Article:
I come from a horrific history of child abuse.  I've had some therapists refer to my history as child torture.  It started from the day I was born and adopted out, until the time 3 days later when I went to a neonatal intensive care unit with ruptured ear drums, and my adoptive parents said they didn't want me any longer.  To the adoption agency lying about my background, history, ethnicity, religious background and medical condition to the physician signing off that I was "completely healthy" at six months even though I weighed a pound less than I did at birth.  And to the abusive adoptive couple that eventually raised me.  The abuse stopped when I was 12.  It stopped because I threated to kill my adoptive mother.  Not everyone has those experiences.  But a lot have some of them.


There is research showing there are long term medical consequences of child abuse.  This is also true with the obese, who lose weight only to gain it back.  So I assume most medical psychology patients have an abuse or neglect background.  But child abuse provides a benefit to people as well. The benefit to that history isn't discussed because it's not politically correct to do so.  How can anyone say there are some advantages to having been abused as a child?  


Child abuse provides an internal strength and an ability to endure difficult situations and to push forward that people without that early background don't quite have.  Child abuse provides a meaure of resilience.  


While other people are wondering how misfortune could possibly be happening to them, people with child abuse histories don't wonder.  Of course it's happening to me.  Who else would it be happening to?  I have the ability to deal with problems better than most people.


For child abuse survivors what's important is to stop enduring and to look to find joy.  I met someone who celebrates every bad occurence in her life as if it's a holiday.  She endures and wants to remember the struggles.  I have a friend who found out from a relative that her abuse goes back to infancy and the police, although called, did nothing.  "Who does those things to a baby?" she asked, before reflecting on how well her son is doing and how proud she is of him.  And it's that change of focus that allows for people to improve their lives, find meaning, be resilient, and to find joy.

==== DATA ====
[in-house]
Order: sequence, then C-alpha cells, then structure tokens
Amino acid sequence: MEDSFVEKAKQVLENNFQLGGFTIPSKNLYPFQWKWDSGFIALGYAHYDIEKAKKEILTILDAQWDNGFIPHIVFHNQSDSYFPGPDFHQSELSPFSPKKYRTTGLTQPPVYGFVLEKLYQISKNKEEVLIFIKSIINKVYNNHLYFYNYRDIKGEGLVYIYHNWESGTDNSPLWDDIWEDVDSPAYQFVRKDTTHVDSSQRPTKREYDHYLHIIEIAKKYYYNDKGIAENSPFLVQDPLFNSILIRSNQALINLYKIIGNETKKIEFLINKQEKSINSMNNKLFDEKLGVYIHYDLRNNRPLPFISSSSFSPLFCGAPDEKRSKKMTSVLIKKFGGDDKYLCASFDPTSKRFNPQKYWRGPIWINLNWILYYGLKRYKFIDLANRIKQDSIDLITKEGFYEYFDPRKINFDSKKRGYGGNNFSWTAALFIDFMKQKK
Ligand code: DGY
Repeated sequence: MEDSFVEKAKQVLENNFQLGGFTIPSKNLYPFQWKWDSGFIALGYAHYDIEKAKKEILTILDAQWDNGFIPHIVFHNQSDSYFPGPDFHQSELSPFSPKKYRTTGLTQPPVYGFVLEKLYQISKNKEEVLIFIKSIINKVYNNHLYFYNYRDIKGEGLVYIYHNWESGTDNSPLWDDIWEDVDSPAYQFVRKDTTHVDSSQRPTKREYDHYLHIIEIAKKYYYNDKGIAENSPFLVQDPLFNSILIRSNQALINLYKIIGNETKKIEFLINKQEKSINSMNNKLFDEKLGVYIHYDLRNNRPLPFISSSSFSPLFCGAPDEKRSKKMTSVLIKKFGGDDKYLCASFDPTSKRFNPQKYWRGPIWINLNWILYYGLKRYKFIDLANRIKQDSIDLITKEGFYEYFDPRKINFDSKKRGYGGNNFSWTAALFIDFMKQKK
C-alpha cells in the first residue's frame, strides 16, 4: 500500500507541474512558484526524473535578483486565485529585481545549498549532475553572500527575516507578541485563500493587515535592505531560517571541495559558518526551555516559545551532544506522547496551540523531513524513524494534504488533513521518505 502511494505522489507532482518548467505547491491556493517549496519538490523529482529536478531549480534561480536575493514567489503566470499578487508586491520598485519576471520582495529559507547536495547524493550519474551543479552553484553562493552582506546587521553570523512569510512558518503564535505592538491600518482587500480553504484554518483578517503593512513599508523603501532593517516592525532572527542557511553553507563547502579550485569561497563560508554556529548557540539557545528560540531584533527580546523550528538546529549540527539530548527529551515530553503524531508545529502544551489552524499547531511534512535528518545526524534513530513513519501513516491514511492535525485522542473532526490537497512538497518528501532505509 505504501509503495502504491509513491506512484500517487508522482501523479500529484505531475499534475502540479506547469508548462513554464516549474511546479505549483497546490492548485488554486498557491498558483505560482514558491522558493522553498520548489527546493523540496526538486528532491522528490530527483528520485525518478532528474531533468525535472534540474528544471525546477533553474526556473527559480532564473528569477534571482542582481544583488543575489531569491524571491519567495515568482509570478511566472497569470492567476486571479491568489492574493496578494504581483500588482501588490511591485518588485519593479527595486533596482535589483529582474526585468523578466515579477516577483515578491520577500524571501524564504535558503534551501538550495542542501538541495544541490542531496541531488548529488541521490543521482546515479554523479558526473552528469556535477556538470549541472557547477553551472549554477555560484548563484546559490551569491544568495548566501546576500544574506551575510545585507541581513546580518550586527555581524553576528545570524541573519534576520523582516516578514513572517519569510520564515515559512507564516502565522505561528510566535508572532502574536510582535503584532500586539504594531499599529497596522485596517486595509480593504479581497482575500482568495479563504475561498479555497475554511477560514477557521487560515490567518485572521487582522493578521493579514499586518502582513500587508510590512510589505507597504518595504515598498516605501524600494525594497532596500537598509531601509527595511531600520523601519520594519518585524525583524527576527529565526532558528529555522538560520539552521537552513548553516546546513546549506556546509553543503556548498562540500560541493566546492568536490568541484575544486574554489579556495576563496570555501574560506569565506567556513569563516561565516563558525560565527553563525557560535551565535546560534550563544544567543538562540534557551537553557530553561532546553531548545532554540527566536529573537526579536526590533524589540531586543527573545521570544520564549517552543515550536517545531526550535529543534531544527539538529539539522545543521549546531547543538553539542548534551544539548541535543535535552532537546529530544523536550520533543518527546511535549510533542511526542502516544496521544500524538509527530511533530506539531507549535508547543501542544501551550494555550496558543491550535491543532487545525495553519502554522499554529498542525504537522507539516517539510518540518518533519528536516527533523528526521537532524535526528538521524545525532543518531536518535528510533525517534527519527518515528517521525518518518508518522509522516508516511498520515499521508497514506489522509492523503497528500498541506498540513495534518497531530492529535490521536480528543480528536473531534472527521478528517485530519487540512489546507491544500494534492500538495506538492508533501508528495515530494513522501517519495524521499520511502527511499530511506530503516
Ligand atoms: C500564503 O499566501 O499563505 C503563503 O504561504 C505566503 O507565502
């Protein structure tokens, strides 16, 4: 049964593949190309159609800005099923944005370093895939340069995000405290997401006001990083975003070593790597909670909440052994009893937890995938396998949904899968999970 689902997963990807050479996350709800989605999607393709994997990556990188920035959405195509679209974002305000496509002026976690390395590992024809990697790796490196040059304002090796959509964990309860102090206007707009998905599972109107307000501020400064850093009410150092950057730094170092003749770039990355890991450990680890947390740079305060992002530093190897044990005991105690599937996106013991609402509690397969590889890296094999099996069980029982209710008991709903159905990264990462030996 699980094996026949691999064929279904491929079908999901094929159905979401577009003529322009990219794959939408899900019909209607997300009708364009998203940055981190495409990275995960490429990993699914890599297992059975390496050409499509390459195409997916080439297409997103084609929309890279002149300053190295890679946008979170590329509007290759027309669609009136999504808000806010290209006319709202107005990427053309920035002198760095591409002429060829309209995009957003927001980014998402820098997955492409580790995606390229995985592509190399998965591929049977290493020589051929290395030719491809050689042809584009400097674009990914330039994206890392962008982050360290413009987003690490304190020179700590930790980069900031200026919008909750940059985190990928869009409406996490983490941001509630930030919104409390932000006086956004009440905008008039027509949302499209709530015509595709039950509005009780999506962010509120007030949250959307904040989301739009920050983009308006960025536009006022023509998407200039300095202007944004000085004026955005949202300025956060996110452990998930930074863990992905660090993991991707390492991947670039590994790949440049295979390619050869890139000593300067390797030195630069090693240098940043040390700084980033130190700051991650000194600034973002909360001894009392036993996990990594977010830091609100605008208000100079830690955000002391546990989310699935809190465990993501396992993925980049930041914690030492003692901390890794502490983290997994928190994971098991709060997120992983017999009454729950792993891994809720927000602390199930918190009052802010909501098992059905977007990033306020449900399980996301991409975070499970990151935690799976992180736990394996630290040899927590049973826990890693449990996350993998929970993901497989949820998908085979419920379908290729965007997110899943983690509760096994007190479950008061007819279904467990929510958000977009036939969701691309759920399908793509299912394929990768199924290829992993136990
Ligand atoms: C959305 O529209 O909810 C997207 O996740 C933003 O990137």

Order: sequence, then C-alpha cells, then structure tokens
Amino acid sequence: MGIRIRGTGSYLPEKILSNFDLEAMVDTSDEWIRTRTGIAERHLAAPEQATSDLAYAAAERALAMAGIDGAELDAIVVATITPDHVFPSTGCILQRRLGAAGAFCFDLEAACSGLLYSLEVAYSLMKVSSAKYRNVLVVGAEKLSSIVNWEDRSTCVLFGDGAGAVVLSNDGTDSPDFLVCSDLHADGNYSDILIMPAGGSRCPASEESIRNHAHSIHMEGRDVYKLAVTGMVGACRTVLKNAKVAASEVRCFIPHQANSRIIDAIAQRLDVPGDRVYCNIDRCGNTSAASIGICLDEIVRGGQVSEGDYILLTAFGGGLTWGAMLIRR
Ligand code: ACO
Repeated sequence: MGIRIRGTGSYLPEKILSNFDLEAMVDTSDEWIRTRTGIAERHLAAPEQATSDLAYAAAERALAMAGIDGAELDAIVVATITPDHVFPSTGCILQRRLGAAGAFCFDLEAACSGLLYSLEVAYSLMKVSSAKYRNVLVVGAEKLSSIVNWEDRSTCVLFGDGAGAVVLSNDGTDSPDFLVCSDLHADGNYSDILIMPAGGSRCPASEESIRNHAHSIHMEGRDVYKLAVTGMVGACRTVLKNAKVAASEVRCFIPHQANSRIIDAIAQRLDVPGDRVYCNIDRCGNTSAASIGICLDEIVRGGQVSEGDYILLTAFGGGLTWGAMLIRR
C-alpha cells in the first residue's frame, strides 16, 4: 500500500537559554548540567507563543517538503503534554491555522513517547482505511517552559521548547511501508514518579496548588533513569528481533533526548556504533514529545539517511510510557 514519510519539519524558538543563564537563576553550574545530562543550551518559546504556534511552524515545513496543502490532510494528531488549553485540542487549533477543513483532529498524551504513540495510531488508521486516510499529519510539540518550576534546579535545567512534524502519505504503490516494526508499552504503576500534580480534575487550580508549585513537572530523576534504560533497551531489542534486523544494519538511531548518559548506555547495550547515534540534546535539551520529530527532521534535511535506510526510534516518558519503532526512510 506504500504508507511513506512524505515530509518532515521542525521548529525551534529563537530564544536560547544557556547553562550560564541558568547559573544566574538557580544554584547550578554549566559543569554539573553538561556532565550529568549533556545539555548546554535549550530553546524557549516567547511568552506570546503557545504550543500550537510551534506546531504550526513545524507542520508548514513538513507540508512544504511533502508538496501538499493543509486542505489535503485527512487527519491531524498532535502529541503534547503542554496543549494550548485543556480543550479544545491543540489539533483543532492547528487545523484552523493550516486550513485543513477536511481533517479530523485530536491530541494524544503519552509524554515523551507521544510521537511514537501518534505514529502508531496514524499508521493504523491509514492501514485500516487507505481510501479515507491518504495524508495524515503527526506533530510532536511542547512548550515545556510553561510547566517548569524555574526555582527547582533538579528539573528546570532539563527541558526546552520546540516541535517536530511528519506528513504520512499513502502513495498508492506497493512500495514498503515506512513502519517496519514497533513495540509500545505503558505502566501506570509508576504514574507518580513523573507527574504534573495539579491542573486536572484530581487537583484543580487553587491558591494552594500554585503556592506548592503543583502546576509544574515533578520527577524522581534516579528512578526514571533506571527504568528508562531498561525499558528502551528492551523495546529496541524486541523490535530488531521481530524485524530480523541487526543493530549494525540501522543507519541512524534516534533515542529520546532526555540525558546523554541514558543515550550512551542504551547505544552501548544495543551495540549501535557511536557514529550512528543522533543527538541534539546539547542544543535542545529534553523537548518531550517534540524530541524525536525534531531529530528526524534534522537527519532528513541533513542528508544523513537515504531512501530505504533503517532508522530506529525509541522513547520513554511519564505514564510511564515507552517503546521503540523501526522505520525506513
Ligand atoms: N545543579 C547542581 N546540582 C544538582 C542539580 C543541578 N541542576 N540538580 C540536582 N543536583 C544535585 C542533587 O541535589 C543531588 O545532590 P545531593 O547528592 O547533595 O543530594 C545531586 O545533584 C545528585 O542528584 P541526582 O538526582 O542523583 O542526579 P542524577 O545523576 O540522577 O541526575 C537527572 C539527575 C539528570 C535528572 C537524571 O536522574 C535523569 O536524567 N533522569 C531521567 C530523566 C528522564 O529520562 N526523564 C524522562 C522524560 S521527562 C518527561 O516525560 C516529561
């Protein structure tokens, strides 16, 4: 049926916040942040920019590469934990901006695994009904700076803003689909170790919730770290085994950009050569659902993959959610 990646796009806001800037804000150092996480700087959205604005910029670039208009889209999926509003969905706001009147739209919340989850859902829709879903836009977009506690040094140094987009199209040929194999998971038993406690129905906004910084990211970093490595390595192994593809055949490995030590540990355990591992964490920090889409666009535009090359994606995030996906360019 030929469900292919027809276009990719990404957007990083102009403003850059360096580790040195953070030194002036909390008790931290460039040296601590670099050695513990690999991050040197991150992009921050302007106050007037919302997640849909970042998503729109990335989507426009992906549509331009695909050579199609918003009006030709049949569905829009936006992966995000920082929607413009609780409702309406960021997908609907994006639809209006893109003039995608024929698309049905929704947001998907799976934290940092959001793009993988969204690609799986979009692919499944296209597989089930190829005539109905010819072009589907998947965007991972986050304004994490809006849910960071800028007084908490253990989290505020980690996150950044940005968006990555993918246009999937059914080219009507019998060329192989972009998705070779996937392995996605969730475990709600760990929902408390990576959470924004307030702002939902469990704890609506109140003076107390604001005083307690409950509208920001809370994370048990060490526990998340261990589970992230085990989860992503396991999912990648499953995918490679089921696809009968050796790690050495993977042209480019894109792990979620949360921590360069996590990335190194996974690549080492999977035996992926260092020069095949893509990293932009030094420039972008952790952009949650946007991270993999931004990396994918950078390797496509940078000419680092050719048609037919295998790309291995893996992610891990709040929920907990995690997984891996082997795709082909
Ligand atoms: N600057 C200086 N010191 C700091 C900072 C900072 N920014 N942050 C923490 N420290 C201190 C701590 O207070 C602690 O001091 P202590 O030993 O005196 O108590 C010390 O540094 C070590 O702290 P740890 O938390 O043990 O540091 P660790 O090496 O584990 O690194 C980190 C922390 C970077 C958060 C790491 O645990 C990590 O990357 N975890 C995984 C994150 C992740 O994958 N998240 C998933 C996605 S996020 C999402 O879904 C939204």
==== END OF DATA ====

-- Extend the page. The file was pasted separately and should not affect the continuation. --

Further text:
What happens to child abuse victims very early in life is that they make a conscious decision to live.  From that decision they forge meaning, and become resolute.  While therapy helps to change the focus to improving the future and your own life, the basic building blocks are already in place. 



Severe head injury

Posted by Margaret Donohue on March 10, 2015 at 7:50 PM Comments comments (0)

Head injuries are classified as mild, moderate, or severe based on length of loss of consciousness.  There is no concussive injury that should not be taken seriously.  So the attorney that asked me in court "Your injury was only mild right?" didn't seem to understand that even a so-called "mild" head injury can produce significant and life-altering symptoms.  


The Center for Disease Control uses this definition:

 

  • A case of mild traumatic brain injury is an occurrence of injury to the head resulting from blunt trauma or acceleration or deceleration forces with one or more of the following conditions attributable to the head injury during the surveillance period:
  • Any period of observed or self-reported transient confusion, disorientation, or impaired consciousness;
  • Any period of observed or self-reported dysfunction of memory (amnesia) around the time of injury;
  • Observed signs of other neurological or neuropsychological dysfunction, such as—
  • Seizures acutely following head injury;
  • Among infants and very young children: irritability, lethargy, or vomiting following head injury;
  • Symptoms among older children and adults such as headache, dizziness, irritability, fatigue, or poor concentration, when identified soon after injury, can be used to support the diagnosis of mild TBI, but cannot be used to make the diagnosis in the absence of loss of consciousness or altered consciousness. Further research may provide additional guidance in this area.
  • Any period of observed or self-reported loss of consciousness lasting 30 minutes or less.

 

 

The definition focuses on the actual injury or symptoms, not the possible consequences. For many people, there are challenges in getting an accurate diagnosis and treatment, especially when there is no documented or observed loss of consciousness. There does not need to be a loss of consciousness for a brain injury to occur.

Severity of Brain Injury